James Ford Rhodes (18481927). History of the Civil War, 18611865 1917.
despatch from a lieutenant of engineers at Centreville saying that McDowell had driven the enemy before him, ordered the reserve forward and desired reënforcements without delay. As Scott deemed the report credible, the President, thinking all doubt at an end, ordered his carriage for his usual evening drive. At six oclock Secretary Seward appeared at the White House pale and haggard. Where is the President? he asked hoarsely of Lincolns private secretaries. Gone to drive, they answered. Have you any late news? he continued. They read him the telegrams announcing victory. Tell no one, said he. That is not true. The battle is lost. McDowell is in full retreat and calls on General Scott to save the capital.1 Returning from his drive a half hour later, the President heard Sewards message, walked over to army headquarters and there read the despatch from a captain of engineers: General McDowells army in full retreat through Centreville. The day is lost. Save Washington and the remnants of this army. The routed troops will not reform. The President did not go to his bed that night; morning found him still on his lounge in the executive office,2 listening to the recitals of newspaper correspondents and other civilians, who had followed McDowell to Centreville and, after the repulse, fearing for their own safety, had rushed back to Washington, beginning to arrive at midnight. Monday broke dismally in the capital, a drizzling rain adding to the gloom. But by noon it was known that the Confederates had not pursued the retreating troops in the aim of taking Washington.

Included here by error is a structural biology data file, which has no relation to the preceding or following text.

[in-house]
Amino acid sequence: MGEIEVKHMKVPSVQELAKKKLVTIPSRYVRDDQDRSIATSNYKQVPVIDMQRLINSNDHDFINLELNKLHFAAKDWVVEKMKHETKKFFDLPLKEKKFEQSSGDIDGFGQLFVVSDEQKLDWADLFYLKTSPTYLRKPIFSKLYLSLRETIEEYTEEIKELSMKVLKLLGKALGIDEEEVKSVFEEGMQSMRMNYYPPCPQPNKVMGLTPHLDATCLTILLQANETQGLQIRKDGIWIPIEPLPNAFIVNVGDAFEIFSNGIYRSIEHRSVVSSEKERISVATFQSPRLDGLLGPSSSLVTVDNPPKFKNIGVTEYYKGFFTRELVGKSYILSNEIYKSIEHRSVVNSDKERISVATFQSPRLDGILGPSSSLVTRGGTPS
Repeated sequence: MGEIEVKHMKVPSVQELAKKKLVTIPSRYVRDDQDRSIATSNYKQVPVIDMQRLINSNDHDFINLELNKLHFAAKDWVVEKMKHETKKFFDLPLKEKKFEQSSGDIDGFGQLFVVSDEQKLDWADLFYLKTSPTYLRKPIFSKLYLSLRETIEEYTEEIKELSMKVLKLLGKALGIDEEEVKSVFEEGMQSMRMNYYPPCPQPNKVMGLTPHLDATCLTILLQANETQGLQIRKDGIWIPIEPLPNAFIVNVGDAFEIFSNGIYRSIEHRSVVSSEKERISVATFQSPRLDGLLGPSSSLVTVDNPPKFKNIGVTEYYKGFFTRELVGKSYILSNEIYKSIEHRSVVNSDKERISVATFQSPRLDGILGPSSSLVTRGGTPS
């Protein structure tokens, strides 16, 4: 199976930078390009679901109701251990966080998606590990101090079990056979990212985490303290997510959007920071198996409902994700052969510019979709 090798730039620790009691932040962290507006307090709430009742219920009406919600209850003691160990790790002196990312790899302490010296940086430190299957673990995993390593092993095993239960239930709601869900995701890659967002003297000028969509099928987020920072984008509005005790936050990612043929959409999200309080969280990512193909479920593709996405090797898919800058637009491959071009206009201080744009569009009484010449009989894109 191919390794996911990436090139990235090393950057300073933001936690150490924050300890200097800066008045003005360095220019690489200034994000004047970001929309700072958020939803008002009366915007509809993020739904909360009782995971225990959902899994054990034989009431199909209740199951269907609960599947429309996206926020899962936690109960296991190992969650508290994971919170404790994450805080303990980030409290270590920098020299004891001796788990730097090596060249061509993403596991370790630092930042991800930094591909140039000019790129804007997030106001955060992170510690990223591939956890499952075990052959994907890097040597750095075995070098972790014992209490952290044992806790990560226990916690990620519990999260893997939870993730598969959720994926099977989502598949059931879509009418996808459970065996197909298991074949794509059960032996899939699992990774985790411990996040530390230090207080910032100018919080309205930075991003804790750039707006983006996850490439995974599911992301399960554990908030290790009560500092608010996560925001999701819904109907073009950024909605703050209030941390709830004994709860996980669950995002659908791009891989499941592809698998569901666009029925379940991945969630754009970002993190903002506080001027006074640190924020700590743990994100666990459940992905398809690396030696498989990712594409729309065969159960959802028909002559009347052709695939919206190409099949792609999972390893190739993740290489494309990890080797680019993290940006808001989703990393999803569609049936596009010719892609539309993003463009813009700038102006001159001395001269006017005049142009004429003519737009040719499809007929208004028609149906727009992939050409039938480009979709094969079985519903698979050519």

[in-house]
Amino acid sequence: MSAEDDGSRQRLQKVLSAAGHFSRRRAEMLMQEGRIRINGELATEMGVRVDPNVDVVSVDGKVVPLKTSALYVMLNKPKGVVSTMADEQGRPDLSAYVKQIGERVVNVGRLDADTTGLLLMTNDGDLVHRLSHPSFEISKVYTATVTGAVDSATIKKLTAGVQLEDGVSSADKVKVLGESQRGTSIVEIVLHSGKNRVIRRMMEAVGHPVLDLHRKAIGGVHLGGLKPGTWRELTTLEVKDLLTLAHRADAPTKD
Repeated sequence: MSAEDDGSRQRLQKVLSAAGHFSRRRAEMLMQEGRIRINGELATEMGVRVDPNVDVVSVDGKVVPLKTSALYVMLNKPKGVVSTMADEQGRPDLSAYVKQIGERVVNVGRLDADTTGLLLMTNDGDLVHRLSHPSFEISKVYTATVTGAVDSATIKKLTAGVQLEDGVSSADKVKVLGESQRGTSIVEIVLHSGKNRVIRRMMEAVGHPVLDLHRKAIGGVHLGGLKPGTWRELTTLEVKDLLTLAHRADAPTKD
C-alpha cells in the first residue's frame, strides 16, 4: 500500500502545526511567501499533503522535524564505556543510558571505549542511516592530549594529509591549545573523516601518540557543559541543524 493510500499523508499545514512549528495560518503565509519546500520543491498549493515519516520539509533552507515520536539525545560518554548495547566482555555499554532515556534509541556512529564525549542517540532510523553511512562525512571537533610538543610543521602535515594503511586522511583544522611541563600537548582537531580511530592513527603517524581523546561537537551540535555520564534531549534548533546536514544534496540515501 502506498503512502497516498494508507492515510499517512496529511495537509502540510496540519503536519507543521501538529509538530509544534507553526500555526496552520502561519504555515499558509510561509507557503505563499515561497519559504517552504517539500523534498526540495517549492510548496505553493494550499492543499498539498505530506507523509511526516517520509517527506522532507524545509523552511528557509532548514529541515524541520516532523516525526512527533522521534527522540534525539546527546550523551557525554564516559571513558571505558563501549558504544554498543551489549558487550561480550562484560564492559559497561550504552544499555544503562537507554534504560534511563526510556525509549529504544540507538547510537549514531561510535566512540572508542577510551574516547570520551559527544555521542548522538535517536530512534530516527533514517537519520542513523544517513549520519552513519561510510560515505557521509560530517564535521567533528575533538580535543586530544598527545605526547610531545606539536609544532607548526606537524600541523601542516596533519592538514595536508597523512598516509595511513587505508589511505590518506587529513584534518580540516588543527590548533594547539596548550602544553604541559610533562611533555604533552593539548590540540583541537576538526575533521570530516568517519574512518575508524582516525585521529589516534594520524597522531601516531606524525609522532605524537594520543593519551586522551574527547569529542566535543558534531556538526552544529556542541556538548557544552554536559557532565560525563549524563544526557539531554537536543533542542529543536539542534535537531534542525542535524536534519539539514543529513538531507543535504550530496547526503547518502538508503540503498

The disaster caused some prominent men to lose their nerve; not so, the President. Bitterly disappointed as he was at the result, he from the first showed no discouragement or loss of control. During the week he paid visits to the